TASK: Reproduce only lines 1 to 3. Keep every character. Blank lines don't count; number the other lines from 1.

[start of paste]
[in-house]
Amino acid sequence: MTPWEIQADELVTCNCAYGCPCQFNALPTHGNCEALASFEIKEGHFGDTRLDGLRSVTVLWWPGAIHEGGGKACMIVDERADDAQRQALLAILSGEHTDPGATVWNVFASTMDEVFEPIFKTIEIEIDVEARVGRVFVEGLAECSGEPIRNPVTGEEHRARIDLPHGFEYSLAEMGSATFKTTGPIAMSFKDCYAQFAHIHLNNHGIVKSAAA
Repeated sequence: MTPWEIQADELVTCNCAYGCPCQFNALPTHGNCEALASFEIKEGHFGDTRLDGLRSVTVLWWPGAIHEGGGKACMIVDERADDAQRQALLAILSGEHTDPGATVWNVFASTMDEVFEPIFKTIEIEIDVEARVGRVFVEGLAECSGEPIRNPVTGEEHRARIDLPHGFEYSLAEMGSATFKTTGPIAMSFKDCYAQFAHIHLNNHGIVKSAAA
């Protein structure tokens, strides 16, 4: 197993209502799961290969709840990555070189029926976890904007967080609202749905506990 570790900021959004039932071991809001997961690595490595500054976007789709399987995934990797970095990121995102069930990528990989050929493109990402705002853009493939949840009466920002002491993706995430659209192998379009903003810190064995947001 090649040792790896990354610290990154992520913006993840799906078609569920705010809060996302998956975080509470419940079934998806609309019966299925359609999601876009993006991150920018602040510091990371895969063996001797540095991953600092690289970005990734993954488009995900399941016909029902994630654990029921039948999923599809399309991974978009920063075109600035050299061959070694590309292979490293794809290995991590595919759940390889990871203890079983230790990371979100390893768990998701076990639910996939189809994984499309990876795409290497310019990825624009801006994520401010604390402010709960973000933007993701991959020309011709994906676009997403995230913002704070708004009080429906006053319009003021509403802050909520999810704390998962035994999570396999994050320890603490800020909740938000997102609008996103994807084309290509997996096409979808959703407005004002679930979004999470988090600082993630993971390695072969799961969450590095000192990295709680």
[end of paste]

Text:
[in-house]
Amino acid sequence: MTPWEIQADELVTCNCAYGCPCQFNALPTHGNCEALASFEIKEGHFGDTRLDGLRSVTVLWWPGAIHEGGGKACMIVDERADDAQRQALLAILSGEHTDPGATVWNVFASTMDEVFEPIFKTIEIEIDVEARVGRVFVEGLAECSGEPIRNPVTGEEHRARIDLPHGFEYSLAEMGSATFKTTGPIAMSFKDCYAQFAHIHLNNHGIVKSAAA
Repeated sequence: MTPWEIQADELVTCNCAYGCPCQFNALPTHGNCEALASFEIKEGHFGDTRLDGLRSVTVLWWPGAIHEGGGKACMIVDERADDAQRQALLAILSGEHTDPGATVWNVFASTMDEVFEPIFKTIEIEIDVEARVGRVFVEGLAECSGEPIRNPVTGEEHRARIDLPHGFEYSLAEMGSATFKTTGPIAMSFKDCYAQFAHIHLNNHGIVKSAAA